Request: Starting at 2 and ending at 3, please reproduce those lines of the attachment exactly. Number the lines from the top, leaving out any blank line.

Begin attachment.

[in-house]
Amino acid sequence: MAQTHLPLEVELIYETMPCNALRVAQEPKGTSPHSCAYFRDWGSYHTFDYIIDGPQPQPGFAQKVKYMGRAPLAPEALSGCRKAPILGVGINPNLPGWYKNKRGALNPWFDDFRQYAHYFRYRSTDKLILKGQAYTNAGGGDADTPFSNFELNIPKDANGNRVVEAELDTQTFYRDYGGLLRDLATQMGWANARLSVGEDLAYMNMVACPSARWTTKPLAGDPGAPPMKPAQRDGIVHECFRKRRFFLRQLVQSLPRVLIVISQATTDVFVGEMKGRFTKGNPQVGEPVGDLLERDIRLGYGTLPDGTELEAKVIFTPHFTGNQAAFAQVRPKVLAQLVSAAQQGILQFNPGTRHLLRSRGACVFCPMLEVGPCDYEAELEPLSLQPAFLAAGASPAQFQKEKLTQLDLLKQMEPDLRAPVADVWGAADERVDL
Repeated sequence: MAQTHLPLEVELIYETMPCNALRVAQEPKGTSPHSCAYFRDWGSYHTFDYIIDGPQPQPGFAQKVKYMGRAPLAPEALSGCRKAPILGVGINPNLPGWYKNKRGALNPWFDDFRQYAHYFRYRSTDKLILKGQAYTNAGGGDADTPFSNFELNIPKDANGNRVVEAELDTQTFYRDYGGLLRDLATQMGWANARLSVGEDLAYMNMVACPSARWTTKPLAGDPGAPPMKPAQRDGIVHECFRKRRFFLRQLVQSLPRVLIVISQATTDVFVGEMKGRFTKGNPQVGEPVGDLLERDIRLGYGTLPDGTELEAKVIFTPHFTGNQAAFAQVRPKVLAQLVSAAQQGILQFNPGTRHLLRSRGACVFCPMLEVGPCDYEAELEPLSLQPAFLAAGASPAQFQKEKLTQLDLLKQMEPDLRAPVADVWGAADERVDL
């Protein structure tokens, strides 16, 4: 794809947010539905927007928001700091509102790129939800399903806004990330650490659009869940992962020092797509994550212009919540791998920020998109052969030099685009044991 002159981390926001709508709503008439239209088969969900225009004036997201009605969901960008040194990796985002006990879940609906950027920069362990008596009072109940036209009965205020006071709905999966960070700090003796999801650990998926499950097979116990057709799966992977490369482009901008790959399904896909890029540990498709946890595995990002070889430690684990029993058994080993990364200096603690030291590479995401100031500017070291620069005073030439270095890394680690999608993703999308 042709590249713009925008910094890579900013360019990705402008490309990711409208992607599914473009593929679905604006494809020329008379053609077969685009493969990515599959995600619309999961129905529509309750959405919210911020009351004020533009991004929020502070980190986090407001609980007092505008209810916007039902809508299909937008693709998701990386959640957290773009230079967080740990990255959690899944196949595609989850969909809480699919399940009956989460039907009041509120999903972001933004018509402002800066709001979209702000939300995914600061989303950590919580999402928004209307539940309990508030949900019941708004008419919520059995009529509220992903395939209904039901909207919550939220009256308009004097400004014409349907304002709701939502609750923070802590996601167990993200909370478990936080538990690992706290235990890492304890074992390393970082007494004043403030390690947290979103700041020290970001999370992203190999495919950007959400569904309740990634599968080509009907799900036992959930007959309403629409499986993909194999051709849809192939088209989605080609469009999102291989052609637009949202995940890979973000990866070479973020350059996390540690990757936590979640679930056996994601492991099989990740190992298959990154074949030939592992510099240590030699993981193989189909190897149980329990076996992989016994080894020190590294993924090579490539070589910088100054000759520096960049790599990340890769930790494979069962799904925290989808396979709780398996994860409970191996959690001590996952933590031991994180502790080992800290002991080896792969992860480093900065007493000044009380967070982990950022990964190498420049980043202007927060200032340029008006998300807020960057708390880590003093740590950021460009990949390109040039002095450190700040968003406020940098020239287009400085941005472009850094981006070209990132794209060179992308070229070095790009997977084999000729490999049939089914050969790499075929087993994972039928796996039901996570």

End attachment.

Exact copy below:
Amino acid sequence: MAQTHLPLEVELIYETMPCNALRVAQEPKGTSPHSCAYFRDWGSYHTFDYIIDGPQPQPGFAQKVKYMGRAPLAPEALSGCRKAPILGVGINPNLPGWYKNKRGALNPWFDDFRQYAHYFRYRSTDKLILKGQAYTNAGGGDADTPFSNFELNIPKDANGNRVVEAELDTQTFYRDYGGLLRDLATQMGWANARLSVGEDLAYMNMVACPSARWTTKPLAGDPGAPPMKPAQRDGIVHECFRKRRFFLRQLVQSLPRVLIVISQATTDVFVGEMKGRFTKGNPQVGEPVGDLLERDIRLGYGTLPDGTELEAKVIFTPHFTGNQAAFAQVRPKVLAQLVSAAQQGILQFNPGTRHLLRSRGACVFCPMLEVGPCDYEAELEPLSLQPAFLAAGASPAQFQKEKLTQLDLLKQMEPDLRAPVADVWGAADERVDL
Repeated sequence: MAQTHLPLEVELIYETMPCNALRVAQEPKGTSPHSCAYFRDWGSYHTFDYIIDGPQPQPGFAQKVKYMGRAPLAPEALSGCRKAPILGVGINPNLPGWYKNKRGALNPWFDDFRQYAHYFRYRSTDKLILKGQAYTNAGGGDADTPFSNFELNIPKDANGNRVVEAELDTQTFYRDYGGLLRDLATQMGWANARLSVGEDLAYMNMVACPSARWTTKPLAGDPGAPPMKPAQRDGIVHECFRKRRFFLRQLVQSLPRVLIVISQATTDVFVGEMKGRFTKGNPQVGEPVGDLLERDIRLGYGTLPDGTELEAKVIFTPHFTGNQAAFAQVRPKVLAQLVSAAQQGILQFNPGTRHLLRSRGACVFCPMLEVGPCDYEAELEPLSLQPAFLAAGASPAQFQKEKLTQLDLLKQMEPDLRAPVADVWGAADERVDL